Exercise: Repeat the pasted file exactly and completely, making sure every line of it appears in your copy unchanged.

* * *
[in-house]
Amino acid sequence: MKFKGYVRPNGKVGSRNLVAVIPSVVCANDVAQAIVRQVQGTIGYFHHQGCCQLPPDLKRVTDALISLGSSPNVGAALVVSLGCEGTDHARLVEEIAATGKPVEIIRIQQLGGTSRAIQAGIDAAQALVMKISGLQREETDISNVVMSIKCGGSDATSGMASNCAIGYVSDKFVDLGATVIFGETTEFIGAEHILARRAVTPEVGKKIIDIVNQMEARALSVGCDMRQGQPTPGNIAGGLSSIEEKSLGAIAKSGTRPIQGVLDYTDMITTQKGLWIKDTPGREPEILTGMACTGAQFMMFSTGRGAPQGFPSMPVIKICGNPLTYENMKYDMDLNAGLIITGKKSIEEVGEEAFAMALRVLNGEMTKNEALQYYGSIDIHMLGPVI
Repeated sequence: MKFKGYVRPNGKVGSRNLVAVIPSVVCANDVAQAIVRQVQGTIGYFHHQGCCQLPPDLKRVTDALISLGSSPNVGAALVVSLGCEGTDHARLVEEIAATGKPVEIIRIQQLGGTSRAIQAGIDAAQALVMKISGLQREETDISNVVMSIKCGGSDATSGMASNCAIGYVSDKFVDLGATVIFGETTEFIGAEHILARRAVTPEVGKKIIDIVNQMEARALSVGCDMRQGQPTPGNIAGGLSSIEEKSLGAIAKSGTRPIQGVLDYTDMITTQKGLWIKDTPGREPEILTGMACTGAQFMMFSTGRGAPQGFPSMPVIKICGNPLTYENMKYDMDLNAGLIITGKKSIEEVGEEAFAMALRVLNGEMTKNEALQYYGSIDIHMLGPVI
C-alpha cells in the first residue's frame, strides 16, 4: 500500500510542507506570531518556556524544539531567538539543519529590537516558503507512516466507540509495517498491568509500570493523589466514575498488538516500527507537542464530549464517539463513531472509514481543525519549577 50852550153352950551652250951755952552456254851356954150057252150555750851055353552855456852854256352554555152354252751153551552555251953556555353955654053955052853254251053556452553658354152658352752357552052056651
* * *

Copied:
[in-house]
Amino acid sequence: MKFKGYVRPNGKVGSRNLVAVIPSVVCANDVAQAIVRQVQGTIGYFHHQGCCQLPPDLKRVTDALISLGSSPNVGAALVVSLGCEGTDHARLVEEIAATGKPVEIIRIQQLGGTSRAIQAGIDAAQALVMKISGLQREETDISNVVMSIKCGGSDATSGMASNCAIGYVSDKFVDLGATVIFGETTEFIGAEHILARRAVTPEVGKKIIDIVNQMEARALSVGCDMRQGQPTPGNIAGGLSSIEEKSLGAIAKSGTRPIQGVLDYTDMITTQKGLWIKDTPGREPEILTGMACTGAQFMMFSTGRGAPQGFPSMPVIKICGNPLTYENMKYDMDLNAGLIITGKKSIEEVGEEAFAMALRVLNGEMTKNEALQYYGSIDIHMLGPVI
Repeated sequence: MKFKGYVRPNGKVGSRNLVAVIPSVVCANDVAQAIVRQVQGTIGYFHHQGCCQLPPDLKRVTDALISLGSSPNVGAALVVSLGCEGTDHARLVEEIAATGKPVEIIRIQQLGGTSRAIQAGIDAAQALVMKISGLQREETDISNVVMSIKCGGSDATSGMASNCAIGYVSDKFVDLGATVIFGETTEFIGAEHILARRAVTPEVGKKIIDIVNQMEARALSVGCDMRQGQPTPGNIAGGLSSIEEKSLGAIAKSGTRPIQGVLDYTDMITTQKGLWIKDTPGREPEILTGMACTGAQFMMFSTGRGAPQGFPSMPVIKICGNPLTYENMKYDMDLNAGLIITGKKSIEEVGEEAFAMALRVLNGEMTKNEALQYYGSIDIHMLGPVI
C-alpha cells in the first residue's frame, strides 16, 4: 500500500510542507506570531518556556524544539531567538539543519529590537516558503507512516466507540509495517498491568509500570493523589466514575498488538516500527507537542464530549464517539463513531472509514481543525519549577 50852550153352950551652250951755952552456254851356954150057252150555750851055353552855456852854256352554555152354252751153551552555251953556555353955654053955052853254251053556452553658354152658352752357552052056651